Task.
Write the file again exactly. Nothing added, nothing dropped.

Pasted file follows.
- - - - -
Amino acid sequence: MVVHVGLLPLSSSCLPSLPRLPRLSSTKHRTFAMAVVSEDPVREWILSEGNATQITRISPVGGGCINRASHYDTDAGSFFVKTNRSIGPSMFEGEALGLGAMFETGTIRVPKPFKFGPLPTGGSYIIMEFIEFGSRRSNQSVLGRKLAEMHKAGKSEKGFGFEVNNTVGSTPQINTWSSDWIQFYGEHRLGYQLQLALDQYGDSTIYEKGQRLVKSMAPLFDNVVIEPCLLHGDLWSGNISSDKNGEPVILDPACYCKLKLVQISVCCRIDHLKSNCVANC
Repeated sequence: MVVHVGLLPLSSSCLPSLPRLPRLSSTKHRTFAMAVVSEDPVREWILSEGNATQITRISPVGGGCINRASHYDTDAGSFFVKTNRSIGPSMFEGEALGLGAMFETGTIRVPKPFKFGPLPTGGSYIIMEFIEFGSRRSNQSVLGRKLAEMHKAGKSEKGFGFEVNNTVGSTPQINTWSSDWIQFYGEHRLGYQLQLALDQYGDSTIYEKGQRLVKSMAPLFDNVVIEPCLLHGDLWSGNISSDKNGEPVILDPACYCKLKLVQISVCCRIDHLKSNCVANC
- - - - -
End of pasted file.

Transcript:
Amino acid sequence: MVVHVGLLPLSSSCLPSLPRLPRLSSTKHRTFAMAVVSEDPVREWILSEGNATQITRISPVGGGCINRASHYDTDAGSFFVKTNRSIGPSMFEGEALGLGAMFETGTIRVPKPFKFGPLPTGGSYIIMEFIEFGSRRSNQSVLGRKLAEMHKAGKSEKGFGFEVNNTVGSTPQINTWSSDWIQFYGEHRLGYQLQLALDQYGDSTIYEKGQRLVKSMAPLFDNVVIEPCLLHGDLWSGNISSDKNGEPVILDPACYCKLKLVQISVCCRIDHLKSNCVANC
Repeated sequence: MVVHVGLLPLSSSCLPSLPRLPRLSSTKHRTFAMAVVSEDPVREWILSEGNATQITRISPVGGGCINRASHYDTDAGSFFVKTNRSIGPSMFEGEALGLGAMFETGTIRVPKPFKFGPLPTGGSYIIMEFIEFGSRRSNQSVLGRKLAEMHKAGKSEKGFGFEVNNTVGSTPQINTWSSDWIQFYGEHRLGYQLQLALDQYGDSTIYEKGQRLVKSMAPLFDNVVIEPCLLHGDLWSGNISSDKNGEPVILDPACYCKLKLVQISVCCRIDHLKSNCVANC